An Unusual Election
In a year defined by turbulence, one thing has remained constant: Americans’ belief that they should be able to vote by mail in Election 2020. Back in May, we reported that a USA Today/Suffolk University poll found 65 percent of Americans supported vote-by-mail as an alternative to in-person voting, while only 32 percent opposed the idea. A June survey by The Hill and HarrisX shows a slight uptick in public support for mail-in voting, at 72 percent. Other, more recent, polls show similar numbers.
State policymakers, who set the rules for voting in their jurisdictions, are responding to this sentiment. According to a New York Times headline from earlier this week, “A record 76 percent of Americans can vote by mail in 2020.” For context, according to Tim Harper from the Bipartisan Policy Center, voting-by-mail accounted for less than a quarter (23.7 percent) of all votes cast in the 2016 election, and 27 states and the District of Columbia had less than 10 percent of all votes cast through the mail.
For obvious reasons, those numbers are likely to explode this year.
According to The Times, 24 states and the District of Columbia “have in some way expanded voter access to mail ballots for the 2020 general election, with the broad goal of making it easier for people to vote amid a global health crisis.”
For most states, offering this opportunity did not require a huge overhaul of state law. Policymakers simply relaxed the requirements for absentee voting. As of this week, voters in 34 states can use fears about the spread of COVID-19 as an acceptable rationale for obtaining an absentee ballot. Another eight states and the District of Columbia are automatically sending voters an absentee ballot without voters needing to do anything but register to vote. Only eight states—Indiana, Kentucky, Louisiana, Mississippi, New York, South Carolina, Tennessee, and Texas—at this point still require a non-COVID excuse for obtaining an absentee ballot.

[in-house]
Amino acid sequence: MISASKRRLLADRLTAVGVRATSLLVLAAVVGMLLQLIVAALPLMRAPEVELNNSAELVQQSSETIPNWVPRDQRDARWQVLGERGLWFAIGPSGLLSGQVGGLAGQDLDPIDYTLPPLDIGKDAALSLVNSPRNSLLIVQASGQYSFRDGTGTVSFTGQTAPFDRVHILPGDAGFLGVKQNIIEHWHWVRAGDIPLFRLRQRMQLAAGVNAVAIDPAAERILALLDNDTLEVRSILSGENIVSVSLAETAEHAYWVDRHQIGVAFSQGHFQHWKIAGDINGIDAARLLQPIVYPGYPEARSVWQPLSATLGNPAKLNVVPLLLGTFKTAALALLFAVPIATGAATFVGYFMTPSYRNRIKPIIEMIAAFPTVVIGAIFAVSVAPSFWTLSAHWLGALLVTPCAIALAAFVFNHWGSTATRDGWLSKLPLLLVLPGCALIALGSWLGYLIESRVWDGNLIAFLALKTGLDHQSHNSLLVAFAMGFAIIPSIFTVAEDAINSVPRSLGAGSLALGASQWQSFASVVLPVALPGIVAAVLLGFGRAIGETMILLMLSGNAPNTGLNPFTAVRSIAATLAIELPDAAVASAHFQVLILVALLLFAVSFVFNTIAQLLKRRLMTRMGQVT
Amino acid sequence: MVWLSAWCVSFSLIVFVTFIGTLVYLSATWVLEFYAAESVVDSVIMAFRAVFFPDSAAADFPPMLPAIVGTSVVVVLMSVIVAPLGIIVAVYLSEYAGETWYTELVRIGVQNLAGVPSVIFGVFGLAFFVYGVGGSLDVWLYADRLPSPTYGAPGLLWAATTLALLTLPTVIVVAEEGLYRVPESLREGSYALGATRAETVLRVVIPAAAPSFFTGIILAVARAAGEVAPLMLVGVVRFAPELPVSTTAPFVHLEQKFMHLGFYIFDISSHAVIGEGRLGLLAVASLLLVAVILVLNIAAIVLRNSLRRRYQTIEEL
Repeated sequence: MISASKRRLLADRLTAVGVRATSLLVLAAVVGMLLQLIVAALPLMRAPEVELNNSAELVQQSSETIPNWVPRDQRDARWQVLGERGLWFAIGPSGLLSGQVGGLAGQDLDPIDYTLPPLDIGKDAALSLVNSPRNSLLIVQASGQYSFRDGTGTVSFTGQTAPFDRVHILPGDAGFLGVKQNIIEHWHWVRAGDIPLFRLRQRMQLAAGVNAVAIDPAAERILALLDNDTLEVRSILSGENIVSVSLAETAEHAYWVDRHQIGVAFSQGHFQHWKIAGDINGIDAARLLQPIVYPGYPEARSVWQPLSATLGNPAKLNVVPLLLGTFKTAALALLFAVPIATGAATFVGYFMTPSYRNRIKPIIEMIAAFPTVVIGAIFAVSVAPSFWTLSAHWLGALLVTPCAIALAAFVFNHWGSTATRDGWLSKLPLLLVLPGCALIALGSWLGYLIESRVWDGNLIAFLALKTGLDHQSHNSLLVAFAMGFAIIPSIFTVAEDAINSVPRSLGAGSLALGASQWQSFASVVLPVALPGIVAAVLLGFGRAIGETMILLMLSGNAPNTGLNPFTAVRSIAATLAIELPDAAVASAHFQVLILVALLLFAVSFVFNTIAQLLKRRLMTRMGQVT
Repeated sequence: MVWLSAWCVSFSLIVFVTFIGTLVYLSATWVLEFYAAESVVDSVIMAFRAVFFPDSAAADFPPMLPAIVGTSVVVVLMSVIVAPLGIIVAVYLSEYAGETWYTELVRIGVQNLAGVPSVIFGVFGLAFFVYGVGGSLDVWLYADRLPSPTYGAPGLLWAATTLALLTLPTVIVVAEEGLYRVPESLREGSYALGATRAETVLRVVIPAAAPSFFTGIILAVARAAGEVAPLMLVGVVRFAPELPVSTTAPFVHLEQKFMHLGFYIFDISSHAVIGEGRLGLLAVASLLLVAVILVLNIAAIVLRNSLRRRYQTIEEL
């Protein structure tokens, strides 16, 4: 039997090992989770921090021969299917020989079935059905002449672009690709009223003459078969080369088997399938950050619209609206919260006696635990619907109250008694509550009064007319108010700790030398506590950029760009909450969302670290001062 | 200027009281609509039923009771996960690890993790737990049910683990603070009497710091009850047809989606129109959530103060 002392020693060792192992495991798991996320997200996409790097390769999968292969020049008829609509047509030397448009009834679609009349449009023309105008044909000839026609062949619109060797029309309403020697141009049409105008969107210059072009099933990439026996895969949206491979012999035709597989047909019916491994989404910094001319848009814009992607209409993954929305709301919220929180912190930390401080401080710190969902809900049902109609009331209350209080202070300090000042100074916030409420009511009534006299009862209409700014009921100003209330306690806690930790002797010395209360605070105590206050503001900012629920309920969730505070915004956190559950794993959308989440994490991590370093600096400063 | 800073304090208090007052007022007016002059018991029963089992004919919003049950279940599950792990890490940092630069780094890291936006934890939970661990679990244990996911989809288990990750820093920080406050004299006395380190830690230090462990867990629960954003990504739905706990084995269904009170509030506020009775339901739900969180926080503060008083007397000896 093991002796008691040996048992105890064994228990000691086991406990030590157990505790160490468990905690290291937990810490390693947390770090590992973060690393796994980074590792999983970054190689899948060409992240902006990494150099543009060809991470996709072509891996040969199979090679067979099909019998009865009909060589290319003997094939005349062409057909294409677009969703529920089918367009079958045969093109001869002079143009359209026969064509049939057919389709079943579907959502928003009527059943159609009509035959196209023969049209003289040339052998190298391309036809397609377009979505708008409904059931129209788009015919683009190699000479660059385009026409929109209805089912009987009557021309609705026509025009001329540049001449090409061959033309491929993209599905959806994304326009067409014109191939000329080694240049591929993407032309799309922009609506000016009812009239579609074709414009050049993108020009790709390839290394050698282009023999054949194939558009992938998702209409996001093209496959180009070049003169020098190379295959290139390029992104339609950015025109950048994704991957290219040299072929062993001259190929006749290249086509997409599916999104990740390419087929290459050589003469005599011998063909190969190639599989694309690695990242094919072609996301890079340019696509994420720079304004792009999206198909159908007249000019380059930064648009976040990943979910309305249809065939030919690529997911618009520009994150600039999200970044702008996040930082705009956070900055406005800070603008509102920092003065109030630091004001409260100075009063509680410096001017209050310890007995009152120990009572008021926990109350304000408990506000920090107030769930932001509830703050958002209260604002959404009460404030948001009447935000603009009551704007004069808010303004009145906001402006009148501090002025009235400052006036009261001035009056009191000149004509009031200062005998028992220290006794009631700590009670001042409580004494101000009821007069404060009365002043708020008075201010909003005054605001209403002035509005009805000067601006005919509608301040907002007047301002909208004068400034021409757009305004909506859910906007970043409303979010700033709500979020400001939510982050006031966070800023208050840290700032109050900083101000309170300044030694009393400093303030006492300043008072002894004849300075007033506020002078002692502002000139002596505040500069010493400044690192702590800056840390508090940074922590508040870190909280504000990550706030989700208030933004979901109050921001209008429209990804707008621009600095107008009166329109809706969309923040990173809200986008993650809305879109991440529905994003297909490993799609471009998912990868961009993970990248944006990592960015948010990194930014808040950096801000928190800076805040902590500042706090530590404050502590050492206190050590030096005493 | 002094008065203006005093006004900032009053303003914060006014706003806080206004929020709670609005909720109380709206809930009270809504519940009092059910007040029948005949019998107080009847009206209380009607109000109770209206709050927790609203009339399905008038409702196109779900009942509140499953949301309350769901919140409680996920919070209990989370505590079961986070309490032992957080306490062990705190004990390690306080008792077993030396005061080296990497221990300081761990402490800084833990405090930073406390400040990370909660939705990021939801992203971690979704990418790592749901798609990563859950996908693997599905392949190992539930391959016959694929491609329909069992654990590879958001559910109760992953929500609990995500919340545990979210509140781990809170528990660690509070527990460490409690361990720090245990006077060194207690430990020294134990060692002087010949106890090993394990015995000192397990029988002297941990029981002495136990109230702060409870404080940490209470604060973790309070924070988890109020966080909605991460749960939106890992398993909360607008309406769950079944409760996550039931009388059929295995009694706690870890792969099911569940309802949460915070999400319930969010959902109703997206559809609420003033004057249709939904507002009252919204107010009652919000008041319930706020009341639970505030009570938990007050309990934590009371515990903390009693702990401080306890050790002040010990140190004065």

Those eight states still could alter voting. Indeed, The Times said, “more changes could be forthcoming through executive action, litigation or other mechanisms in a few states, including New York.” But for all the recent focus on mail-in ballots, it is of course not a new phenomenon.
According to a 2016 TIME story, absentee voting began during another national crisis: the Civil War. Paul Gronke, founder and director of the non-partisan Early Voting Information Center, explained President Abraham Lincoln “wanted to assure that he got the votes of the soldiers who were serving away from home.” For the first century of its existence, voters generally needed an excuse—like they were off in battle, for example—to obtain an absentee ballot.
It was not until 1978 that California became the first state to allow no-excuse absentee balloting. (As noted above, at least for this Election Day, voters in 42 states don’t need an excuse to cast an absentee ballot.)
Absentee voting is not the only way voters can avoid long Election Day lines, of course.
According to Rock the Vote, more than 40 U.S. states and the District of Columbia will allow in-person early voting this year. While early voting has been expanded in recent years, there is historical precedent. According to University of Florida professor Michael P. McDonald, “At the founding, voting was held over several days so that rural voters could have ample time to travel to town and county courthouses to cast their ballots.” That lasted in some form until 1845 when “the federal government set a uniform, single day for voting for president: the familiar first Tuesday following the first Monday in November.” One reason for that move? “it would prevent people from crossing state lines to vote more than once.”
In modern times, the idea of early voting grew out of the proliferation in absentee balloting. If you could cast your ballot in absentia before Election Day, why not at the courthouse or other location?
In 1988, Texas became the first state to allow in-person early voting. According to ProjectVote.org, in the 1990s the practice spread to Oklahoma, Tennessee, New Mexico, and Nevada. By 2010, more than 50 percent of voters in states with early in-person voting were going to the polls before Election Day.